• I am glad that you use the phrase "should be", because Social Security was never an anti-poverty program and isn't today. I would argue that it shouldn't be social insurance against poverty. The system has no visibility into need. What you are suggesting will turn the system into welfare. As bad as Social Security is as insurance, it will only be worse as welfare.

        The system has become more progressive over time, but you want to expand the problem. Today benefits are loosely connected to contribution. You are suggesting that benefits should be directly connected to voting power.

    18. Rollie Herzog says:

      I can agree with all of your ideas except item #6. I still get drugs through a system set up by my employer and their system is far better than any set up by the Government.

    19. Mark Bartosik says:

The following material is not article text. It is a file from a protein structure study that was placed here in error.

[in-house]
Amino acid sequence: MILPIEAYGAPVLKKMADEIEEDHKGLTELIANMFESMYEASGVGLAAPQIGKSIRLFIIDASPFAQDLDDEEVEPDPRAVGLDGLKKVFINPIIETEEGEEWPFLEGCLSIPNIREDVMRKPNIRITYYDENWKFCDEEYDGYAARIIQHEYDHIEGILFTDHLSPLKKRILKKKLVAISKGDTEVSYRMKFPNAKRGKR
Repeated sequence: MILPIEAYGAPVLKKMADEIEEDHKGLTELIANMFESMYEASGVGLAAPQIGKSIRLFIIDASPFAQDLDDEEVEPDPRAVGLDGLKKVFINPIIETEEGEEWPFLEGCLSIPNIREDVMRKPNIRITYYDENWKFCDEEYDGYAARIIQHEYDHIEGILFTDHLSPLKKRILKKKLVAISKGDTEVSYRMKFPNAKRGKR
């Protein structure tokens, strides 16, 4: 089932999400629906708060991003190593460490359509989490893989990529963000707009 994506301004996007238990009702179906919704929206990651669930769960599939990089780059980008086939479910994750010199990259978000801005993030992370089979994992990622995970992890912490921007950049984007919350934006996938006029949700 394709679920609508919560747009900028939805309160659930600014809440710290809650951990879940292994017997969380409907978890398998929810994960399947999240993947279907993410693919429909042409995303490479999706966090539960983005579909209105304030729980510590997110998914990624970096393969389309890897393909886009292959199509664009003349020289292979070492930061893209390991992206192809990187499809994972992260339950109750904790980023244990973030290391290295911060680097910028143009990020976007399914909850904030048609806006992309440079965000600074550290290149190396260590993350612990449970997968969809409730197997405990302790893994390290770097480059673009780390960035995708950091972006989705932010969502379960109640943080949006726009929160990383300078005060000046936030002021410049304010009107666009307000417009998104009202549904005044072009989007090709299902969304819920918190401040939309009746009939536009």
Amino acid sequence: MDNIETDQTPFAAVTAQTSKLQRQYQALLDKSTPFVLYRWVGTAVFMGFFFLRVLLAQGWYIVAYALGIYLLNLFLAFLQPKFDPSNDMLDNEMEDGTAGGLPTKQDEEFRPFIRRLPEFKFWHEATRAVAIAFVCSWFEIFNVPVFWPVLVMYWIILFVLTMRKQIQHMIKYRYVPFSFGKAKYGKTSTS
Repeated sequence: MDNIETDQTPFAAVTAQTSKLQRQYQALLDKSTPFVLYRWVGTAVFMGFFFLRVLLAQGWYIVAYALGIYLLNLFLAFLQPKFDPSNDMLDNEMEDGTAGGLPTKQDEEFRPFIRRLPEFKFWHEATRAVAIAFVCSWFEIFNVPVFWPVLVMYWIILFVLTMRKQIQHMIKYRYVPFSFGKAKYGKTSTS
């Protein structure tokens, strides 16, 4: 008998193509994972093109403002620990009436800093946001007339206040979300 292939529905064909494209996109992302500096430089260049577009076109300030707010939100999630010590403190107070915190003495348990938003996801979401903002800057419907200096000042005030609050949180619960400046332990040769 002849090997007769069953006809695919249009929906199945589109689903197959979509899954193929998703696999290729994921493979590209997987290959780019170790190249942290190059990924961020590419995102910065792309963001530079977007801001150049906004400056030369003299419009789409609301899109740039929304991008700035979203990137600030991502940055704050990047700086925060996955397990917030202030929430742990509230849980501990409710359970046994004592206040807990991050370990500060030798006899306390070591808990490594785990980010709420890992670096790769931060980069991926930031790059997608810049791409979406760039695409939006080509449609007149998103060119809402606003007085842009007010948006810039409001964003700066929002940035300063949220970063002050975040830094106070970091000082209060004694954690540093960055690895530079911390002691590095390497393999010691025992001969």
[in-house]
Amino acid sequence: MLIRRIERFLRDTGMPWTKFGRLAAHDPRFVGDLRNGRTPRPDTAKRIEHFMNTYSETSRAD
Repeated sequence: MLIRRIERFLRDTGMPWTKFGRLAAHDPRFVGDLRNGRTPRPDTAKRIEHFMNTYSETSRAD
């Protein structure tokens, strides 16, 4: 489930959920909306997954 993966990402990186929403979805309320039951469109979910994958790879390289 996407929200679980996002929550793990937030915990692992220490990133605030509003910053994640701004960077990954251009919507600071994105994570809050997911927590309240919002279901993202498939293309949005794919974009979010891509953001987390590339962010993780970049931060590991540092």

Does this president expect us all to agree to end America as it was founded on a honist days pay for an honest days work? I suppose if we elect a president who has never had to earn a paycheck does not know what it is like to make a payroll, that has made his life's work rabble-rousing. how can we now assume he intends to fix any of our countries problems? This man only knows how to spend other people's money and is hell-bent upon destroying the Republican party any way he can! We need to stop spending money in Washington like there is no end to it. well the end is here and it is Now! It is time for the adults in the room to stand firm not one penny in more taxes unless there is 5000.00 cut in spending for each penny in increase. For years the Demacrats always promis spending cuts right after they get there tax increase then it never happens. This time the spending cuts MUST come first!